Bangladesh, a country with everlasting greenery, is often compared with a magical tapestry in green woven intricately by nature. Recently, this beautiful country is passing through a hard time due to one of the most pressing issues of the world, the climate change. According to National Geographic, Bangladesh is among the most vulnerable nations to the impacts of climate change because of its Geographical location, flat and low-lying landscape, population density, poverty, illiteracy, lack of institutional setup etc.
Extreme weather events have already been wreaking havoc on the people of this country. They`re also causing a shift in migration and poverty patterns. Rising temperature could affect living standards in diverse ways. Top among them are fall in agricultural and labor productivity and many infectious diseases resulting in lost productivity and income. Moreover, the adverse effects of Climate Change– especially increase in temperature, sea-level rise, cyclones and storm surges, salinity intrusion, heavy monsoon downpours etc. have aggravated the overall economic development scenario of the country to a great extent.
The climate change poses a major threat to public health. Devastating floods, cyclones and other environmental disasters linked to climate change are threatening the lives and futures of more than 19 million children in Bangladesh, the UNICEF report shows. Longer-term changes such as rising sea levels are pushing families deeper into poverty and forcing some from their homes, disrupting children`s education and access to health services. Bangladesh ranked ninth in the Global Climate Risk Index 2019, which said it was the seventh worst hit by climate change between 1998 and 2017, with 37 million people affected.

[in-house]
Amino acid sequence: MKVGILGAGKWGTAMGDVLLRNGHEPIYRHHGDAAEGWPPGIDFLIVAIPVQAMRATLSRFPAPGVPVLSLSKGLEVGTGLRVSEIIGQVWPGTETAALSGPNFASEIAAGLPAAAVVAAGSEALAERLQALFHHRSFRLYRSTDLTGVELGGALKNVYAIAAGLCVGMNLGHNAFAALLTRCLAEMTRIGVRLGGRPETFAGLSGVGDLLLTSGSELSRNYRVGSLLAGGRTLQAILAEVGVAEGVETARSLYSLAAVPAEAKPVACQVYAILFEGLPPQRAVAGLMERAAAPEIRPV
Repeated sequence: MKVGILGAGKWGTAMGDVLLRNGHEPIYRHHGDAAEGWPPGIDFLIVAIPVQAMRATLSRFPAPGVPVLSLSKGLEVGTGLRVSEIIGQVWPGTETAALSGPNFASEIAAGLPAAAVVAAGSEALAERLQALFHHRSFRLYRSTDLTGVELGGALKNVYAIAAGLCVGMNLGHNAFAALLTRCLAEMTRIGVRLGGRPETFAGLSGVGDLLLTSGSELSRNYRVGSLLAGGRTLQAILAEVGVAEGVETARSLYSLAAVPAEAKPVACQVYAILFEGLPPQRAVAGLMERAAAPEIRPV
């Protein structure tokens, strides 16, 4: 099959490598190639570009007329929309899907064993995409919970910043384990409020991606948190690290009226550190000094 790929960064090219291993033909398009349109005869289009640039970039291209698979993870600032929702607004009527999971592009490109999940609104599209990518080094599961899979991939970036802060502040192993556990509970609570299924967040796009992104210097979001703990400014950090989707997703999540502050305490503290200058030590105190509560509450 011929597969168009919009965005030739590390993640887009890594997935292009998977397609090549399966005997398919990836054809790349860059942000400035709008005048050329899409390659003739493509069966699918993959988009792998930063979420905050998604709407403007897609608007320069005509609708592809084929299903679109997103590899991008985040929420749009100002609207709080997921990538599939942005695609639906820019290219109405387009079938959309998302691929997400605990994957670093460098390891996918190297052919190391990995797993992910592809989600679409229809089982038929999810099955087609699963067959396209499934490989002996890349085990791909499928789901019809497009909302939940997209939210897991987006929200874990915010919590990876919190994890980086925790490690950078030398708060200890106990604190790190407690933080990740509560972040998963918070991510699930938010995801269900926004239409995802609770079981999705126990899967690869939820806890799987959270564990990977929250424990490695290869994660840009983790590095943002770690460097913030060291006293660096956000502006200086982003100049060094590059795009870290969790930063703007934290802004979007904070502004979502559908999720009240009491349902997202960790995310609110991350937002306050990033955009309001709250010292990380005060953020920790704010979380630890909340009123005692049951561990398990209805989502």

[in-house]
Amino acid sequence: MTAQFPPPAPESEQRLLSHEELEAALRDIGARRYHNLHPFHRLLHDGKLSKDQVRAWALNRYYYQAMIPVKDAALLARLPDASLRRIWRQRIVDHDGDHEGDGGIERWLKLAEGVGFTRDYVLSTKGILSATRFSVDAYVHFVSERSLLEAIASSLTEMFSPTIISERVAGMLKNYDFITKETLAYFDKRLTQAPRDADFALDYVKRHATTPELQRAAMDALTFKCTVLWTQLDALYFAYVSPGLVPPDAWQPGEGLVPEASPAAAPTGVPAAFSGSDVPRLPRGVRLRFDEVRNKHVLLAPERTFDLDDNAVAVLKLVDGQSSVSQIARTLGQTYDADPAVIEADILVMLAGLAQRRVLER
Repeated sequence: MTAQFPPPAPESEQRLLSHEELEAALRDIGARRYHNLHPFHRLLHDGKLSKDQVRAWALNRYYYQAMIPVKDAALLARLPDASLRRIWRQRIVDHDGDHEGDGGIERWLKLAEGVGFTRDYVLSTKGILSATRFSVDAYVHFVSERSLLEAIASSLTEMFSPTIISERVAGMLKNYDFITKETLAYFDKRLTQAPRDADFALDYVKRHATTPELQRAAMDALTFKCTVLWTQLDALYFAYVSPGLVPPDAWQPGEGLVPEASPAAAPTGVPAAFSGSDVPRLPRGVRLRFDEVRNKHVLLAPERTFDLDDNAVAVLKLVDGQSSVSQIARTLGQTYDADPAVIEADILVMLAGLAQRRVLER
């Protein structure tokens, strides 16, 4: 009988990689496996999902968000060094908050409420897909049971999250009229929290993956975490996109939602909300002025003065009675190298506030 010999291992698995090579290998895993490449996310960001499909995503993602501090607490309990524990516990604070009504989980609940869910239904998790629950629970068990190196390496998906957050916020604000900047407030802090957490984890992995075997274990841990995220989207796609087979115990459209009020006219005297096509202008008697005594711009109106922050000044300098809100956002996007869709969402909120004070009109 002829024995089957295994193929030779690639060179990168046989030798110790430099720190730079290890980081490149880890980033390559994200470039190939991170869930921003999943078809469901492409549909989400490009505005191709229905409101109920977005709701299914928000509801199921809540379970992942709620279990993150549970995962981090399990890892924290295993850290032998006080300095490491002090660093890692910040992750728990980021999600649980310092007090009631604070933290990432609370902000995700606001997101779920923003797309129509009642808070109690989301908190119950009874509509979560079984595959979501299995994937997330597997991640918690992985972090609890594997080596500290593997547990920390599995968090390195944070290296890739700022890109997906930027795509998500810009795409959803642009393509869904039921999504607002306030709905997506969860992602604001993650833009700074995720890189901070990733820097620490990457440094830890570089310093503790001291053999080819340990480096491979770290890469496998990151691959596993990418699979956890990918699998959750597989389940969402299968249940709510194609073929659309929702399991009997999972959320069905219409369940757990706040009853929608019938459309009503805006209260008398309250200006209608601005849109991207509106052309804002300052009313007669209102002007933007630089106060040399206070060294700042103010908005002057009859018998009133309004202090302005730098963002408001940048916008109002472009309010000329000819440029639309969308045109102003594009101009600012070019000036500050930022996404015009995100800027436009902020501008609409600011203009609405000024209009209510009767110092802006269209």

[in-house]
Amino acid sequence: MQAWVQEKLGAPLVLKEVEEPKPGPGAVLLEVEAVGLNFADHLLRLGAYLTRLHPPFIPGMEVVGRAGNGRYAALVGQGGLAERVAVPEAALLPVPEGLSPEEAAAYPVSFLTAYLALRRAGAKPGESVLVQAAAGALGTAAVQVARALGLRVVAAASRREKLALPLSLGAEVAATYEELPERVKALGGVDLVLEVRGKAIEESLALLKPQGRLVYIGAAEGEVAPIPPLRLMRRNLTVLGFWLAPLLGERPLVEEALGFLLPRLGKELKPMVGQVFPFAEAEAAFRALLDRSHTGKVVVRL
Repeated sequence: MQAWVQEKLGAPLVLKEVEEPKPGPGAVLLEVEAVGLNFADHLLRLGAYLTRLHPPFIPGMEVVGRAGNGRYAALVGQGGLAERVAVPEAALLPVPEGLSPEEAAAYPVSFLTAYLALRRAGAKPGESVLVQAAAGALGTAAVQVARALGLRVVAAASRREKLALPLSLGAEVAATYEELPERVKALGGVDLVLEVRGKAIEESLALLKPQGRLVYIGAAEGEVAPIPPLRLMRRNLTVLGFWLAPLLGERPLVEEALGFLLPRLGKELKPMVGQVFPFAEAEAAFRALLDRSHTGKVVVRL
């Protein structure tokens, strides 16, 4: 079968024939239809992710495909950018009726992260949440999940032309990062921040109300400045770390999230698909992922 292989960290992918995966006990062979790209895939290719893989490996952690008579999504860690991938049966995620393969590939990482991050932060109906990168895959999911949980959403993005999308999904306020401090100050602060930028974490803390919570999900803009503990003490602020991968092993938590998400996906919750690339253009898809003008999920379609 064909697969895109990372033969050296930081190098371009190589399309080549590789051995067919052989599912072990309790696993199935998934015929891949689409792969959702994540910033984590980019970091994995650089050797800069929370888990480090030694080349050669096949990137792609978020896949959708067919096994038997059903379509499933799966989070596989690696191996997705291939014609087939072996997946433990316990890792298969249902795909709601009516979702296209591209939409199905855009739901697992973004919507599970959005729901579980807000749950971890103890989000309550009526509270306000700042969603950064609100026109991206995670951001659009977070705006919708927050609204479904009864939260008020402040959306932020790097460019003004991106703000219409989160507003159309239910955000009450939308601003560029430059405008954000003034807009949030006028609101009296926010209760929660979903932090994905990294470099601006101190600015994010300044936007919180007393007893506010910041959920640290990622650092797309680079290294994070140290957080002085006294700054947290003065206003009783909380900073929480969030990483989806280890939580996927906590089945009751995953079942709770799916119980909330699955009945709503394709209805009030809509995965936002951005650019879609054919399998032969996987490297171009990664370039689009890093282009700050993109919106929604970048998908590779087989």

UNICEF recognizes that sustainable development cannot be realized if Bangladesh remains vulnerable to the effects of climate change where facts like the development, participation and protection of children are under risk.
Addressing climate change is a national priority. Bangladesh is recognized internationally for the precautions the country has taken against the risk. Bangladesh has invested more than $10 billion in climate change actions – increasing the capacity of government agencies, strengthening river embankments, building emergency cyclone shelters and resilient homes and implementing early warning and emergency management systems.
Despite the considerable progress in this field, the country is still under severe risk. Therefore, a new advocacy and public health movement is urgently needed to bring climate and health disciplines together to adapt to the effects of climate change in Bangladesh.